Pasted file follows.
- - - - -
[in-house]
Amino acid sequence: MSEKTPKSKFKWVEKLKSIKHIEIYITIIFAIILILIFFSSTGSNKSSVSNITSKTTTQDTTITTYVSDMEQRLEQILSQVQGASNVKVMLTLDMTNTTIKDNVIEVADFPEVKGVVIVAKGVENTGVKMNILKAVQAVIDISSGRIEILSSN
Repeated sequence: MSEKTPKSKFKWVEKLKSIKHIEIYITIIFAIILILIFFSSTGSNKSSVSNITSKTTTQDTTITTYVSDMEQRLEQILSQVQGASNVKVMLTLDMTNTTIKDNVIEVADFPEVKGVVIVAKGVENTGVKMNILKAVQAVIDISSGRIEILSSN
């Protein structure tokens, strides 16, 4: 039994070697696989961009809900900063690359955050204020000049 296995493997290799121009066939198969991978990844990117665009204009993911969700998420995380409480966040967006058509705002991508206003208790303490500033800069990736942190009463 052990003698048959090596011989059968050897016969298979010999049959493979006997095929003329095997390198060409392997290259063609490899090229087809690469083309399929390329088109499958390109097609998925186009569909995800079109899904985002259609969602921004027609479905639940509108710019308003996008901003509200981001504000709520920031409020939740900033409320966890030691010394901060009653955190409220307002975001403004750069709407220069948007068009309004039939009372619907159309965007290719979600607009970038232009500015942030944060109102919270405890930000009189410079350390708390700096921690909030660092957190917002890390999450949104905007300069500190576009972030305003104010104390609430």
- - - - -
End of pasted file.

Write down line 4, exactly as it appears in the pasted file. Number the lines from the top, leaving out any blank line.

């Protein structure tokens, strides 16, 4: 039994070697696989961009809900900063690359955050204020000049 296995493997290799121009066939198969991978990844990117665009204009993911969700998420995380409480966040967006058509705002991508206003208790303490500033800069990736942190009463 052990003698048959090596011989059968050897016969298979010999049959493979006997095929003329095997390198060409392997290259063609490899090229087809690469083309399929390329088109499958390109097609998925186009569909995800079109899904985002259609969602921004027609479905639940509108710019308003996008901003509200981001504000709520920031409020939740900033409320966890030691010394901060009653955190409220307002975001403004750069709407220069948007068009309004039939009372619907159309965007290719979600607009970038232009500015942030944060109102919270405890930000009189410079350390708390700096921690909030660092957190917002890390999450949104905007300069500190576009972030305003104010104390609430």